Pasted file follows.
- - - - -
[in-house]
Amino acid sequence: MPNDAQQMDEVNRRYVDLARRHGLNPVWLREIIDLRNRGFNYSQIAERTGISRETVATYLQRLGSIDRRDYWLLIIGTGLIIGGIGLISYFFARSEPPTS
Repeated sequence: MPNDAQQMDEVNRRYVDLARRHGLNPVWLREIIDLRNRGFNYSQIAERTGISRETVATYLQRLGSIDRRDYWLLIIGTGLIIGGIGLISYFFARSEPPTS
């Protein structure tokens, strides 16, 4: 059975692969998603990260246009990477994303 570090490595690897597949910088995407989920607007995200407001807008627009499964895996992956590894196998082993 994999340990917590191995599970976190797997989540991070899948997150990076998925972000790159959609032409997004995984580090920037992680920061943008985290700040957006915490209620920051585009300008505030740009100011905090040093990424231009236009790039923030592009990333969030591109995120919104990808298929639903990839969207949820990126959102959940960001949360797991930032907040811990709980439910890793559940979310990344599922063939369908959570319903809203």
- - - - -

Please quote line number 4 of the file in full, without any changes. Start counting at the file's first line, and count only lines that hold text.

């Protein structure tokens, strides 16, 4: 059975692969998603990260246009990477994303 570090490595690897597949910088995407989920607007995200407001807008627009499964895996992956590894196998082993 994999340990917590191995599970976190797997989540991070899948997150990076998925972000790159959609032409997004995984580090920037992680920061943008985290700040957006915490209620920051585009300008505030740009100011905090040093990424231009236009790039923030592009990333969030591109995120919104990808298929639903990839969207949820990126959102959940960001949360797991930032907040811990709980439910890793559940979310990344599922063939369908959570319903809203």